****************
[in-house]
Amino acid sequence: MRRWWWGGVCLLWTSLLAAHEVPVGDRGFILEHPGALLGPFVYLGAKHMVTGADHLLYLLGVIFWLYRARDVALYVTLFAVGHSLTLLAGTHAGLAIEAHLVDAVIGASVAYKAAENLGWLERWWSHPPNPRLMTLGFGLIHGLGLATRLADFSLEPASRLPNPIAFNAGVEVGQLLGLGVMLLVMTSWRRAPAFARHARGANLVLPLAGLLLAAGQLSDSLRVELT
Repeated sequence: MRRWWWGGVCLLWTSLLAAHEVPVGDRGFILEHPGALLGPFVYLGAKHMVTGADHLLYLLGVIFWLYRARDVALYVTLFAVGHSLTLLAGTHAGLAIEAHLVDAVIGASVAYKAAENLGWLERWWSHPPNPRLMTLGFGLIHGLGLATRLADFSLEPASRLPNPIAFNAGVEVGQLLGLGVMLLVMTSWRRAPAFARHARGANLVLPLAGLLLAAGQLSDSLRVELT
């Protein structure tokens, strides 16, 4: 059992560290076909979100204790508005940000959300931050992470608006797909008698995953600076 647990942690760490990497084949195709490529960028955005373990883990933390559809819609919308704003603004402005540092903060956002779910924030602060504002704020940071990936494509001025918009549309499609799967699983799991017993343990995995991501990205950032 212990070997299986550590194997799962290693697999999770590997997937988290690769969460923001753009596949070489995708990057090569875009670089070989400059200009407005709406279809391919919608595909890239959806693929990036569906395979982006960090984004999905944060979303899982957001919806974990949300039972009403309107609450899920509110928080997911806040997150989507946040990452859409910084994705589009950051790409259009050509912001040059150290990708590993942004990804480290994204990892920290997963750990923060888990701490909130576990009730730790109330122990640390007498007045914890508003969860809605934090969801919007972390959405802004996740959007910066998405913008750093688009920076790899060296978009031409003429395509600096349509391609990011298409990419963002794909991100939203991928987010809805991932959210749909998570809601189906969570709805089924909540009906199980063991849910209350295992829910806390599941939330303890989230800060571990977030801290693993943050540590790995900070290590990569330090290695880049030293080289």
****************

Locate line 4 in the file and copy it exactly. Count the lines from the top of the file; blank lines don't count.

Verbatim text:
């Protein structure tokens, strides 16, 4: 059992560290076909979100204790508005940000959300931050992470608006797909008698995953600076 647990942690760490990497084949195709490529960028955005373990883990933390559809819609919308704003603004402005540092903060956002779910924030602060504002704020940071990936494509001025918009549309499609799967699983799991017993343990995995991501990205950032 212990070997299986550590194997799962290693697999999770590997997937988290690769969460923001753009596949070489995708990057090569875009670089070989400059200009407005709406279809391919919608595909890239959806693929990036569906395979982006960090984004999905944060979303899982957001919806974990949300039972009403309107609450899920509110928080997911806040997150989507946040990452859409910084994705589009950051790409259009050509912001040059150290990708590993942004990804480290994204990892920290997963750990923060888990701490909130576990009730730790109330122990640390007498007045914890508003969860809605934090969801919007972390959405802004996740959007910066998405913008750093688009920076790899060296978009031409003429395509600096349509391609990011298409990419963002794909991100939203991928987010809805991932959210749909998570809601189906969570709805089924909540009906199980063991849910209350295992829910806390599941939330303890989230800060571990977030801290693993943050540590790995900070290590990569330090290695880049030293080289």